It has been almost two years since I presented a successfull session at Directions USA about migrating from the Navision Native (C/Side or Classic) database to SQL Server. This session was repeated in EMEA half a year later.
You can download the slides here.
It was only recently that I found another thing you have to realise when you migrate. It was related to table 49 Invoice Post. Buffer.
Some of you might know that it is used in both codeunit 80 and 90 to combine G/L entries by (VAT) posting groups and some other stuff. This is done by doing a trick in the uniqueness of the records. If you want to add a criteria you must first add the field to the table and then to the keys.
A classic example is to add the posting description to the G/L Entries.
A native database can have up to 20 fields in the primairy key. However, the SQL database only allows up to 16 key fields in the clustered index. If you try to add more you will get this message:
Even though this table wil never be populated on SQL Server NAV maintains the table definition there.
As far as I know there is no solution for this other than reducing the number of fields.
As you know, this posting buffer table is used for grouping amounts and quantities, not for its sorting order. Because of that, there are some ways to solve this quickly and easily:
1. If not all fields are filled to the max, you could concatenate some of them into one combined field, replace the fields in the PK by the combined field, and modify the posting procedures (i.e. codeunits 80 and 90 in std. NAV) to work accordingly.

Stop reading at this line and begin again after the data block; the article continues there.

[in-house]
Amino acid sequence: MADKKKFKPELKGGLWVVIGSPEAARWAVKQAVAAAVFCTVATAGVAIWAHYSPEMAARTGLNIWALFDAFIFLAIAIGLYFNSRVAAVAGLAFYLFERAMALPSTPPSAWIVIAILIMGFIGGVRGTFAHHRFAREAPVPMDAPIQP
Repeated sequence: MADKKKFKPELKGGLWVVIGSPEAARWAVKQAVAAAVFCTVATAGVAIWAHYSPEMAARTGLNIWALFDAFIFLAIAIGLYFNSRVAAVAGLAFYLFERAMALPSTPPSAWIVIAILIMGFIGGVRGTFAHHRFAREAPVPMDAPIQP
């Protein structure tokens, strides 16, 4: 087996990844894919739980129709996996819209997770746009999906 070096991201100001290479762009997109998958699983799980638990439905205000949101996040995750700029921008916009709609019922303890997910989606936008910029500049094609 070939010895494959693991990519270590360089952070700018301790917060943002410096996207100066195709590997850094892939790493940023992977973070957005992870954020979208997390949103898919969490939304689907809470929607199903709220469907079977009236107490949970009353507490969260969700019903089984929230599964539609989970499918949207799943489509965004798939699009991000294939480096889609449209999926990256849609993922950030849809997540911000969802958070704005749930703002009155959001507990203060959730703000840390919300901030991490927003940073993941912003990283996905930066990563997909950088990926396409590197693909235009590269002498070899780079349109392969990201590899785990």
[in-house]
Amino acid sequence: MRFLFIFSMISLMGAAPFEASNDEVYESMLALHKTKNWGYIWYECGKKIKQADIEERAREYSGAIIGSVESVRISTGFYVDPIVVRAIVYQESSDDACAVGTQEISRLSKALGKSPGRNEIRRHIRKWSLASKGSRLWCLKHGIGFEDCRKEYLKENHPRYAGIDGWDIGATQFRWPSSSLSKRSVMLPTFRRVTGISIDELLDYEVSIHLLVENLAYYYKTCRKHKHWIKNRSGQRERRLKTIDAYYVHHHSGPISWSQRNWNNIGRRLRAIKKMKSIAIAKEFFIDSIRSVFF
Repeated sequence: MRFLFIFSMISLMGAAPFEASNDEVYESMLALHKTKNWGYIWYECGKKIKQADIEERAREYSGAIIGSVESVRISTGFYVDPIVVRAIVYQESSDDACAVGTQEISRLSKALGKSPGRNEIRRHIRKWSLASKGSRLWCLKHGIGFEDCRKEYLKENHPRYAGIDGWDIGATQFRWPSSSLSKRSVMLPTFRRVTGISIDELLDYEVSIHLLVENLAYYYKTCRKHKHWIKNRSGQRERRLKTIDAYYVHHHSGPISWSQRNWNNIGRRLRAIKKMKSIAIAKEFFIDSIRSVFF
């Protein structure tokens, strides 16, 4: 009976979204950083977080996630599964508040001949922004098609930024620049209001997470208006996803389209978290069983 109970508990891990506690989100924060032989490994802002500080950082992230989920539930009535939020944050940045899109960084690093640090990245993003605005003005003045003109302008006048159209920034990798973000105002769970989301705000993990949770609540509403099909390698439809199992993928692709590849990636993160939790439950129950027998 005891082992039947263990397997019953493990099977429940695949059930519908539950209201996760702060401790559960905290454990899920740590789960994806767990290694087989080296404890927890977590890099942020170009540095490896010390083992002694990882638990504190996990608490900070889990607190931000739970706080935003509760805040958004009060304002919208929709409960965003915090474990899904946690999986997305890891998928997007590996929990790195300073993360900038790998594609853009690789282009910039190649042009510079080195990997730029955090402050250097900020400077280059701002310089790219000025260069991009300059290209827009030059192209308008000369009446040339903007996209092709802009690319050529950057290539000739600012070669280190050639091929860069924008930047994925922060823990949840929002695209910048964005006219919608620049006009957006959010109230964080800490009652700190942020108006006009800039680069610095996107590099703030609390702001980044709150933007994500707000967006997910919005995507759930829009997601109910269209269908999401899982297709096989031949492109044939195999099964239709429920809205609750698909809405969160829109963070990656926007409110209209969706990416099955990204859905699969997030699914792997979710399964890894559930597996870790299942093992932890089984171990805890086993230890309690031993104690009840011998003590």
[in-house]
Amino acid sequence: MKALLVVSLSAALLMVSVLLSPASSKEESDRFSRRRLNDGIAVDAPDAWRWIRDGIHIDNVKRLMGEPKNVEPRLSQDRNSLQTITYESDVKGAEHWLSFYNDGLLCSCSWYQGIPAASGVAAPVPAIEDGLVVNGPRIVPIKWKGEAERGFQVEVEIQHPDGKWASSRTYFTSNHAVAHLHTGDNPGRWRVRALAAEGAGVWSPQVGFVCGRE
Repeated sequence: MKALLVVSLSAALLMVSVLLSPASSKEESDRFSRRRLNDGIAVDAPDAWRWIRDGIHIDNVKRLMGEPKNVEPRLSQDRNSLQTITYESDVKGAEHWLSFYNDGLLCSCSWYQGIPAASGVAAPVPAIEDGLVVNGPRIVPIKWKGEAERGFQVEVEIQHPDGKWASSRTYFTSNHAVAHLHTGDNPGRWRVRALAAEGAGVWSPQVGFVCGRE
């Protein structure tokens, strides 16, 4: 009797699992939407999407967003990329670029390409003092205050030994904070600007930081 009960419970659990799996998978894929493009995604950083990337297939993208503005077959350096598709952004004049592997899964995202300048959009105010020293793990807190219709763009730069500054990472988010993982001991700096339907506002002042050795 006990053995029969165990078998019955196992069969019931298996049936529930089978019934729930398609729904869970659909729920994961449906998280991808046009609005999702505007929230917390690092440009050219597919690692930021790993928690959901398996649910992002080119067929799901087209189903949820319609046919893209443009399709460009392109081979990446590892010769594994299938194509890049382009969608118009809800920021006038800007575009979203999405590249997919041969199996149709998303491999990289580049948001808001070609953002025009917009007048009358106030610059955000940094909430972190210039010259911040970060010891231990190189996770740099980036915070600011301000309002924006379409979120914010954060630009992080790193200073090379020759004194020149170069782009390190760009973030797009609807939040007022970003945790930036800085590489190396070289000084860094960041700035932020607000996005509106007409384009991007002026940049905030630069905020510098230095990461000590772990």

2. If this does not suffice, you could use a cryptographic hash algorithm on the combined field to transform it into a compressed representation of it (e.g. by using MD5, which is conveniently available by using the Navision Attain Hash component :-) ).
3. Alternatively, you should theoretically be able to use a lossless compression algorithm instead, but I haven't tried this yet.
Granted, the hashing method may not be waterproof, but the probability that the same hash value is generated by two different sets of field contents is ridiculously low, which probably makes it usable for Posting Descriptions, etc. (And then, of course, you could add e.g. two different combinations and resp. hashes to the equation; the probability of them both colliding at the same time will be even lower.)
Note that the hashing/compression method also works around another possible issue (both native and SQL); if you need to add more than 252 bytes of data into your primary key (which is the max. in NAV), hashing/compressing (part of) the fields will also be a way out.